- Dove Campaign for Real Beauty
The Dove Campaign for Real Beauty is a worldwide marketing campaign launched in 2004 that includes advertisements, video, workshops, sleepover events and even the publication of a book and the production of a play. The principle behind the campaign is to celebrate the natural physical variation embodied by all women and inspire them to have the confidence to be comfortable with themselves. Dove's partners in the effort include such marketing and communications agencies as Ogilvy & Mather, Edelman Public Relations, and Harbinger Communications (in Canada).
The launch campaign featured women of different shapes and sizes recruited in a number of ways; one was approached in the street, another answered an ad which was placed in a local South London newspaper.
The campaign was shot by the British portrait/fashion photographer Rankin who has made a career out of subverting fashion photography and who has also produced several books featuring ordinary-looking people.
Ogilvy's London office chose Rankin because he brings out the character and personality of his subjects and he likes working with non-professional models. Dove wanted to celebrate women by using a photographer who also shoots supermodels, giving them the same star treatment. Rankin shot the follow-up campaign for Dove as well.
One billboard in the series asked viewers to phone 1-888-342-DOVE to vote on whether a woman on the billboard was "fat" or "fab". The results were posted real-time on the board. While a photo in the October 25, 2004 issue of Marketing Magazine shows "fab" leading 51% to 49%, eventually the percentage of "fat" votes overtook "fab", much to the chagrin of marketers.
This campaign has also spurred on a phenomenon whereby attractive women with bodies that better reflect 95% of the female population are referred to as Dove Beauties.
As part of this campaign, in 2006, Dove started the Dove Self-Esteem Fund that claims to change the Western concept of beauty from ultra-thin models with "perfect" features to making every girl (and woman) feel positive about her looks.. In an effort to promote the Fund, Dove ordered a series of highly-successful online-based short films promoting the self-esteem concept, which to date includes Daughters (which also aired as a 75-second television spot suring the Super Bowl XL), Evolution (which went on to win a number of honours, including two Cannes Lions Grand Prix awards), Onslaught, and Amy.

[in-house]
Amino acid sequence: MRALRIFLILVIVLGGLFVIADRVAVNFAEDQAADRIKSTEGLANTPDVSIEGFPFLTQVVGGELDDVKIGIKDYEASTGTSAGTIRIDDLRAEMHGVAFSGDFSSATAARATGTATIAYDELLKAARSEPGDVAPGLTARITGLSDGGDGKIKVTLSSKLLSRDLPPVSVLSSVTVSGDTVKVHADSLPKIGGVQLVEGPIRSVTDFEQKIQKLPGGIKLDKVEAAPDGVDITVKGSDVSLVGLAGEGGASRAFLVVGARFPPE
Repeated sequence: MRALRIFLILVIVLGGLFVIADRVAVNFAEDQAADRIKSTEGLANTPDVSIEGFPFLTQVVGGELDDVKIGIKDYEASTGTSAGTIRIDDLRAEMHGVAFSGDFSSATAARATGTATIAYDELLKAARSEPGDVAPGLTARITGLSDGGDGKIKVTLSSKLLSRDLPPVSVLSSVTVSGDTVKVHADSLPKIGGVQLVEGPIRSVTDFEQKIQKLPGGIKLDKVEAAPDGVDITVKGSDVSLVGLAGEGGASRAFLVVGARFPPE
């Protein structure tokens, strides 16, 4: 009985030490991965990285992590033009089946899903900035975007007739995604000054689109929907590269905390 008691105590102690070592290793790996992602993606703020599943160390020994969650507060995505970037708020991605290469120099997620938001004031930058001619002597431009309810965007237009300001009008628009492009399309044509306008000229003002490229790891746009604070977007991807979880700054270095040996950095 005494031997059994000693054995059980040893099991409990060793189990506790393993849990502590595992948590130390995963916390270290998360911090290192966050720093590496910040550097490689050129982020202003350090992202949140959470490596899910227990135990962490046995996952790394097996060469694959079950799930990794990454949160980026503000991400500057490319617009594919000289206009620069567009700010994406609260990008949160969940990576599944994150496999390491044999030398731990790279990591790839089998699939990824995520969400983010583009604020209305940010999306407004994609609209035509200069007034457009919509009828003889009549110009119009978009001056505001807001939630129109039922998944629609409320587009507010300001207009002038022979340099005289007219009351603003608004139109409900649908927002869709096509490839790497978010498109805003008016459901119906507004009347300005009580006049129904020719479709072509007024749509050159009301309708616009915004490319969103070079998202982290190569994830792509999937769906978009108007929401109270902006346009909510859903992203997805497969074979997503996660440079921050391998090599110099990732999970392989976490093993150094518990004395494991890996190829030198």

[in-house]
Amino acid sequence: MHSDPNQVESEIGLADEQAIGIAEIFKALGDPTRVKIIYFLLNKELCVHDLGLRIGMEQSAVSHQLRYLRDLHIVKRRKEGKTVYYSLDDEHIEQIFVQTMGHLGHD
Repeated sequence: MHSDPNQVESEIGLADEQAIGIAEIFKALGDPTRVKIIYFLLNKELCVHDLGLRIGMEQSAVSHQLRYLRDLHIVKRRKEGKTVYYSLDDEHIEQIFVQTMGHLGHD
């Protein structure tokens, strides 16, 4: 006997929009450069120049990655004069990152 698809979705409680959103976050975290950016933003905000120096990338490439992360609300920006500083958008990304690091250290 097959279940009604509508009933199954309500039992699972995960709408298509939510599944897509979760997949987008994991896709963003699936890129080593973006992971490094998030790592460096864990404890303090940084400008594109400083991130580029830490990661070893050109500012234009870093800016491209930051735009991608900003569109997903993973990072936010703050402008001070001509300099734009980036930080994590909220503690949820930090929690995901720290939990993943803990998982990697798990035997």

The campaign has been criticized on the grounds that Unilever also produces Fair and Lovely, a skin-lightening product marketed at dark-skinned women in several countries.  It was also widely noted that Unilever brand Lynx's advertising campaign would seemingly contradict the sentiment of the Campaign for Real Beauty. Not to mention the fact that Unilever also owns and markets their AXE brand of deodorants, where overtly sexualized women are its campaigning staple. This appears to be starkly hypocritical - in contrast to Dove's campaign - as Unilever utilizes "idealized" female sexuality to market AXE products towards young men.
Greenpeace has campaigned that "Unilever, the makers of Dove, is buying palm oil from companies that are destroying valuable rainforest and peatland areas, which is bad news not only for the millions of people who depend on them for their way of life and endangered species such as the orang-utan, but also for the global climate." 
- ^ Why the Campaign for Real Beauty?, accessed May 20, 2008
- ^ a b Dove Evolution Viral Film Wins Film Grand Prix at Cannes Advertising Awards June 23, 2007 press release.
- ^ Street Cents: "Behind the Hype: Dove’s Real Beauty Campaign" Season 5 Episode 2, page accessed May 20, 2008
- ^ http://www.marketingweek.co.uk/loose-lips-place-brand-reputation-on-the-line/3008931.article
- ^ http://www.awpagesociety.com/images/uploads/DoveAxe_CaseStudy.pdf
- ^ http://www.greenpeace.org.uk/blog/forests/orang-utans-swing-into-action-to-stop-dove-destroying-rainforests-for-palm-oil-20080421
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